Plantar fasciitis is the most common cause of Heel Pain
. The plantar fascia, a band of tough tissue connecting the heel bone to the
toes, becomes irritated or inflamed. Heel pain, worst in the morning when getting out of bed, is the most common symptom. Arch pain may also be present. Heel spurs are abnormal growths of bone on the
bottom of the heel bone that may be caused by an abnormal gait, posture or walking, inappropriate shoes, or certain activities, like running. Spurs may cause foot pain while walking or standing.
Although one in 10 people has heel spurs, only one in 20 of these people will have foot pain. Heel spurs can occur in people with plantar fasciitis, but they do not cause plantar fasciitis. People
with flat feet or high arches are more likely to have foot pain from heel spurs.
Plantar fasciitis: It is the most common cause of heel pain. In this condition, the pain is more severe in the morning but becomes less painful as the day continues. It occurs due to tiny tears in
the plantar fascia.The plantar faschia is a tissue band that connects the bottom of the heel bones to the ball of the foot and is involved in walking and running, giving spring to the step. If left
untreated, the symptoms usually worsen and can lead to problems with the knee and hip and can cause back pain due to difficulty walking. Those who frequently stand or walk throughout the day or those
who run are most likely to develop plantar fasciitis.
The symptoms of plantar fasciitis are pain on the bottom of the heel, pain in the arch of the foot, pain that is usually worse upon arising, pain that increases over a period of months. People with
plantar fasciitis often describe the pain as worse when they get up in the morning or after they?ve been sitting for long periods of time. After a few minutes of walking the pain decreases, because
walking stretches the fascia. For some people the pain subsides but returns after spending long periods of time on their feet.
Your doctor will listen to your complaints about your heel and examine you to see what is causing the pain, and whether anything else has started it off. If the cause of your pain seems obvious, your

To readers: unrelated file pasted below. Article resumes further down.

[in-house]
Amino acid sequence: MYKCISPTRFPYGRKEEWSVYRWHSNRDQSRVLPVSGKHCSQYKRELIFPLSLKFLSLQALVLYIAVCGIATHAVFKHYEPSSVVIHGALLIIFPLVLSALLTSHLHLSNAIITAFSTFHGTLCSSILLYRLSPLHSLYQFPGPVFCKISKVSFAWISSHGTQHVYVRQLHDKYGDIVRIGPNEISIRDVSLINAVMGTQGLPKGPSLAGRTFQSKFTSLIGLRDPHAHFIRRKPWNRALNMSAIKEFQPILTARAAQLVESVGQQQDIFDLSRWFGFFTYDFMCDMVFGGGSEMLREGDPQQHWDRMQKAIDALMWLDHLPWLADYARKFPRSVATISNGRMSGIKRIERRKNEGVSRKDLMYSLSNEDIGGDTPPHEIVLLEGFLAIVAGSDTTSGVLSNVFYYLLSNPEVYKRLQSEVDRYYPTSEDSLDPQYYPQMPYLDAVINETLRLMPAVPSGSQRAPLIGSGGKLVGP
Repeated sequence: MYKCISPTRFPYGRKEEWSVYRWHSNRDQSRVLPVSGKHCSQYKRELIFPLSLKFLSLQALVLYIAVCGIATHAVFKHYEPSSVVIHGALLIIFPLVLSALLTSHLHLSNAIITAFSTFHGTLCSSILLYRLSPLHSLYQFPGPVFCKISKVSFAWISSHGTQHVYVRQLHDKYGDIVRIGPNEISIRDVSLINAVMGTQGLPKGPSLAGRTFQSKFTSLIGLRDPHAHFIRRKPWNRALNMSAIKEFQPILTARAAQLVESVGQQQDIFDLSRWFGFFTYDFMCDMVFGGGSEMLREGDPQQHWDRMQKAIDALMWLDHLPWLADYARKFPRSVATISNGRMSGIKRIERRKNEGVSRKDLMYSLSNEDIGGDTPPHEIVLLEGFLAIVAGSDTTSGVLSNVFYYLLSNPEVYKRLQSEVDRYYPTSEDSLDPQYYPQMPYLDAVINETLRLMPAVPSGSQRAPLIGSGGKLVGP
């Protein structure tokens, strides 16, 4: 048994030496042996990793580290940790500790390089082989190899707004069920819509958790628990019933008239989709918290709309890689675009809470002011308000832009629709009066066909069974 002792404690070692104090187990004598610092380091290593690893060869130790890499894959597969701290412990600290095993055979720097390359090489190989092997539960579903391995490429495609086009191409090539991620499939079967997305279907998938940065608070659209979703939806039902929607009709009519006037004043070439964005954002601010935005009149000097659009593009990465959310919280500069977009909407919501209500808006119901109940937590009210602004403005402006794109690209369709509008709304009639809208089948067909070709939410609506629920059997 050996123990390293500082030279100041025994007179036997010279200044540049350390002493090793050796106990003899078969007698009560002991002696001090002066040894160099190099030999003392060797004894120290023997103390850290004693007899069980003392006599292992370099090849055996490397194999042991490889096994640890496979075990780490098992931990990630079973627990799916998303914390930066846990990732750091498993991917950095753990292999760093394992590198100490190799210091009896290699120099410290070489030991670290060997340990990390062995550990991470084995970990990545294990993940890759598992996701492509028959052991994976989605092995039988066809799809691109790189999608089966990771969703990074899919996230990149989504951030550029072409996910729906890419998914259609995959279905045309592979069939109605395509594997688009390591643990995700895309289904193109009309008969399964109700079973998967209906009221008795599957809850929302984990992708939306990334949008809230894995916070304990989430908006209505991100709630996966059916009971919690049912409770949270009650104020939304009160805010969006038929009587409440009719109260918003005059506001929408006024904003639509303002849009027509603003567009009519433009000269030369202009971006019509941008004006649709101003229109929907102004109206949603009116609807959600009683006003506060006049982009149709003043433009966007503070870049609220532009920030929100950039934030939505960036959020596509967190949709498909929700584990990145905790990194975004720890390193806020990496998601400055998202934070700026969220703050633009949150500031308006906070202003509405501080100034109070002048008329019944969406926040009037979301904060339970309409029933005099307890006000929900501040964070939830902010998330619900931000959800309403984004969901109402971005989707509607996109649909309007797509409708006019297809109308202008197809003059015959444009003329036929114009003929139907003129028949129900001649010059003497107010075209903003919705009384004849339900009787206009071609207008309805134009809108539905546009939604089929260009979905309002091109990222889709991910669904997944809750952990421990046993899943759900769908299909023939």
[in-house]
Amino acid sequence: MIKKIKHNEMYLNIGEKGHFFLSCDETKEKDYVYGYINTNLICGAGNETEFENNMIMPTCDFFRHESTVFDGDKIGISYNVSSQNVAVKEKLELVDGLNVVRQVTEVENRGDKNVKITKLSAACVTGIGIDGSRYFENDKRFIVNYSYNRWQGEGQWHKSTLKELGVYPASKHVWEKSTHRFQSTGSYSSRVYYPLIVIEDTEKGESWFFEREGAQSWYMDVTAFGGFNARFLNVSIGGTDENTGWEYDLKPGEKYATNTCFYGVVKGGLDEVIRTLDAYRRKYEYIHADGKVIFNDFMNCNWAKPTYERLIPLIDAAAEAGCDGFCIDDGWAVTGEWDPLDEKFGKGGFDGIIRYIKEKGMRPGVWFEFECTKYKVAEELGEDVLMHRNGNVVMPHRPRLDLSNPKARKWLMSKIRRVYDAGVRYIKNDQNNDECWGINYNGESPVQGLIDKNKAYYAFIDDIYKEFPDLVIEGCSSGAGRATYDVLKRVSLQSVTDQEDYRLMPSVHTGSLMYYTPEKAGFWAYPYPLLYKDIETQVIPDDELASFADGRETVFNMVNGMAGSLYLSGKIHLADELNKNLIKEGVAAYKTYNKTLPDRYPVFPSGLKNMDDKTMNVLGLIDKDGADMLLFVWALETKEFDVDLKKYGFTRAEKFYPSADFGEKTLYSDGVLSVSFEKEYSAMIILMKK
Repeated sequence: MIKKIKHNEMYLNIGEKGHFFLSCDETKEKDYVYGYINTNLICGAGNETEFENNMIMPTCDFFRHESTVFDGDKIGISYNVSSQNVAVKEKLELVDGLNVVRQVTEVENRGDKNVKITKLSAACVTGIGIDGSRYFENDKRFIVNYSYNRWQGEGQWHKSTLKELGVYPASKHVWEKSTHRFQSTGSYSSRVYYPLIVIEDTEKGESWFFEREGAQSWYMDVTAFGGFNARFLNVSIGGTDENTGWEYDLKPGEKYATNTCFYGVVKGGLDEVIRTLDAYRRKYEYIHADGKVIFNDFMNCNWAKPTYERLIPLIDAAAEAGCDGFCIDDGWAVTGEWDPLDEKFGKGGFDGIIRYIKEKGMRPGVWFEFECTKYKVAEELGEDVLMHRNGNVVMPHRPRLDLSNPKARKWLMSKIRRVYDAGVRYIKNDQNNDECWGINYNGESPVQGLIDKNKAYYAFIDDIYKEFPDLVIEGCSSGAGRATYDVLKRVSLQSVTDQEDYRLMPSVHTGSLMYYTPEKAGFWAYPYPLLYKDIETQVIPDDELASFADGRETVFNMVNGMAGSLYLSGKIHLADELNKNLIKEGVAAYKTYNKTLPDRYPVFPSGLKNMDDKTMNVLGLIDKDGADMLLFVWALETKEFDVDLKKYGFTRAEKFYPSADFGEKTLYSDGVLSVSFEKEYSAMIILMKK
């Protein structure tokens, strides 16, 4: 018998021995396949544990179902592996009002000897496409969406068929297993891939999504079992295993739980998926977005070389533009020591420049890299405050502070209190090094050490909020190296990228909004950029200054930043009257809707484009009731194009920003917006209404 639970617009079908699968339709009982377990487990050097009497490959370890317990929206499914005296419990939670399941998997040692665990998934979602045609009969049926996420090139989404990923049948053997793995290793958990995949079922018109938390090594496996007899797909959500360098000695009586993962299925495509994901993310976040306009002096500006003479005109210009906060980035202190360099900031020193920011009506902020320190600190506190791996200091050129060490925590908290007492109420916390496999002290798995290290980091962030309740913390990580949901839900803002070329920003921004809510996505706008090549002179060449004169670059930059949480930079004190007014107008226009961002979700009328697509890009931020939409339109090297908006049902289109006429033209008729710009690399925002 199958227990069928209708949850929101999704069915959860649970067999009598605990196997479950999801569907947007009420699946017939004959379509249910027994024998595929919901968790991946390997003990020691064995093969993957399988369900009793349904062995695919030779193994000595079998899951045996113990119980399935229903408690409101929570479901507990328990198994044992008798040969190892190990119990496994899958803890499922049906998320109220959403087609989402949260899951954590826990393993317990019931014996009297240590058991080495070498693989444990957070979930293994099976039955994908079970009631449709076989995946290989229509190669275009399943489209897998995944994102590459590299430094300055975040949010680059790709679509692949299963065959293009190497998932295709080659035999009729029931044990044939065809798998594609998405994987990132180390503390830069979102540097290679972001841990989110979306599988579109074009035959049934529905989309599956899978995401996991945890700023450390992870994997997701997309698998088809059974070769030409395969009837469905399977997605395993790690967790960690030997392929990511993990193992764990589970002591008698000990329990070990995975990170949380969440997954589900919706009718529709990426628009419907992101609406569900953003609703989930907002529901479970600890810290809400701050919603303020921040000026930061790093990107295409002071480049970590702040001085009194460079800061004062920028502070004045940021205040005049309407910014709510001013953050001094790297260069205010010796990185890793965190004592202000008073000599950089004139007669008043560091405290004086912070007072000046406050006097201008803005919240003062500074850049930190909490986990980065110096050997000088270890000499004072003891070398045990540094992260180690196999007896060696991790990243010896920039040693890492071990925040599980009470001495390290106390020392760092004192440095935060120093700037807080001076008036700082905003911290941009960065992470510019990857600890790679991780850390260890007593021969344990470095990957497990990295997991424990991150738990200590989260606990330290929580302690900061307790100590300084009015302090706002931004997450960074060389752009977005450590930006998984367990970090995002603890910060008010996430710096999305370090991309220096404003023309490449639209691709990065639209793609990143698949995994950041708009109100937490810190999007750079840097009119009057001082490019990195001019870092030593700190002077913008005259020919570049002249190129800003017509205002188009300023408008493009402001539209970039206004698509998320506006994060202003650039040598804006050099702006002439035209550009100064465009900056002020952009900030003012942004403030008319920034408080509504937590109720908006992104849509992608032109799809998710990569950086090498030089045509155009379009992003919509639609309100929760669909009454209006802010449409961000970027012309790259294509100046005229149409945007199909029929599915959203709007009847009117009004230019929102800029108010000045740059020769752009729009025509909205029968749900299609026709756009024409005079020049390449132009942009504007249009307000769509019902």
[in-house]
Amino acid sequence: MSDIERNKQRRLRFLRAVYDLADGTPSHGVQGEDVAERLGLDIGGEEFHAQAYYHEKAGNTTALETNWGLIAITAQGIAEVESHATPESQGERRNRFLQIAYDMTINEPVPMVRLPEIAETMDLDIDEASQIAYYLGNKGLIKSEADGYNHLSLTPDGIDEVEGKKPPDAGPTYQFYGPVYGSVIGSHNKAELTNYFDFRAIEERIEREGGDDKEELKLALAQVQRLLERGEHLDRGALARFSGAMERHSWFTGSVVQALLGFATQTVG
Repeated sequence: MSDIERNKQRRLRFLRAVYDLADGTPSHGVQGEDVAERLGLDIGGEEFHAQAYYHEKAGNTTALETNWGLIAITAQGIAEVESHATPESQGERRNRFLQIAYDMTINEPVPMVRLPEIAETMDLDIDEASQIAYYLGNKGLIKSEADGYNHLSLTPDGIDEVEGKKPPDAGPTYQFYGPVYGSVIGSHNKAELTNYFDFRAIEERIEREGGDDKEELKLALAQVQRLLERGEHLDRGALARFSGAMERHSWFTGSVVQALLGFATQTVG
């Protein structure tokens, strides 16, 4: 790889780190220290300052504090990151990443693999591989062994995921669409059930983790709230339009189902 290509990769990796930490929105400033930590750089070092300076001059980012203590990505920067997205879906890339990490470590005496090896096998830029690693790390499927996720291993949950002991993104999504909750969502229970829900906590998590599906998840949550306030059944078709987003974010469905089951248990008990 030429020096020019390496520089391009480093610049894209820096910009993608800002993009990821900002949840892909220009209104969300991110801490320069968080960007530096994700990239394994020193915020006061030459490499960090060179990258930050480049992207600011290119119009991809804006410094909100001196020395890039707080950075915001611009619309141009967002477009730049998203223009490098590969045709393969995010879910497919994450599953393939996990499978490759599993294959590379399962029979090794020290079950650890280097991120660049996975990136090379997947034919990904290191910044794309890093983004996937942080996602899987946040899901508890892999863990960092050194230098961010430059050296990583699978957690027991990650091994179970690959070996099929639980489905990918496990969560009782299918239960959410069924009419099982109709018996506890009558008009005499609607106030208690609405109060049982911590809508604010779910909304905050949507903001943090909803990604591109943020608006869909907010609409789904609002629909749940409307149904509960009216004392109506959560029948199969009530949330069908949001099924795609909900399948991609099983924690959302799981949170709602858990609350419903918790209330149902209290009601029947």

doctor may be happy to start treatment straight away. However, some tests may be helpful in ruling out other problems. Blood tests may be done for arthritis. An Xray will show any arthritis in the
ankle or subtalar joint, as well as any fracture or cyst in the calcaneum. (It will also show a spur if you have one, but as we know this is not the cause of the pain.) Occasionally a scan may be
used to help spot arthritis or a stress fracture.
Non Surgical Treatment
Morning Wall Stretch. Stand barefoot in front of wall, as shown. Press into wall with both hands and lean forward, feeling stretch along back of left leg and heel. Hold for 30 seconds; switch sides
and repeat. Freeze and Roll. Freeze a small water bottle. Cover it with a towel and place arch of your foot on top of it. Slowly roll bottle beneath arch of foot for about 5 minutes at a time. Switch
sides and repeat. Rub It Out. Use both thumbs to apply deep pressure along arch of the feet, heel, and calf muscles, moving slowly and evenly. Continue for 1 minute. Switch sides and repeat. If you
foot pain isn't improving or worsens after 2 weeks, a podiatrist or othopedist can prescribe additional therapies to alleviate discomfort and prevent recurrence.
Extracorporeal shockwave therapy (EST) is a fairly new type of non-invasive treatment. Non-invasive means it does not involve making cuts into your body. EST involves using a device to deliver
high-energy soundwaves into your heel. The soundwaves can sometimes cause pain, so a local anaesthetic may be used to numb your heel. It is claimed that EST works in two ways. It is thought to have a
"numbing" effect on the nerves that transmit pain signals to your brain, help stimulate and speed up the healing process. However, these claims have not yet been definitively proven. The National
Institute for Health and Care Excellence (NICE) has issued guidance about the use of EST for treating plantar fasciitis. NICE states there are no concerns over the safety of EST, but there are
uncertainties about how effective the procedure is for treating heel pain. Some studies have reported that EST is more effective than surgery and other non-surgical treatments, while other studies
found the procedure to be no better than a placebo (sham treatment).
A variety of steps can be taken to avoid heel pain and accompanying afflictions. Wear shoes that fit well-front, back, and sides-and have shock-absorbent soles, rigid shanks, and supportive heel
counters. Wear the proper shoes for each activity. Do not wear shoes with excessive wear on heels or soles. Prepare properly before exercising. Warm up and do stretching exercises before and after
running. Pace yourself when you participate in athletic activities. Don't underestimate your body's need for rest and good nutrition. If obese, lose weight.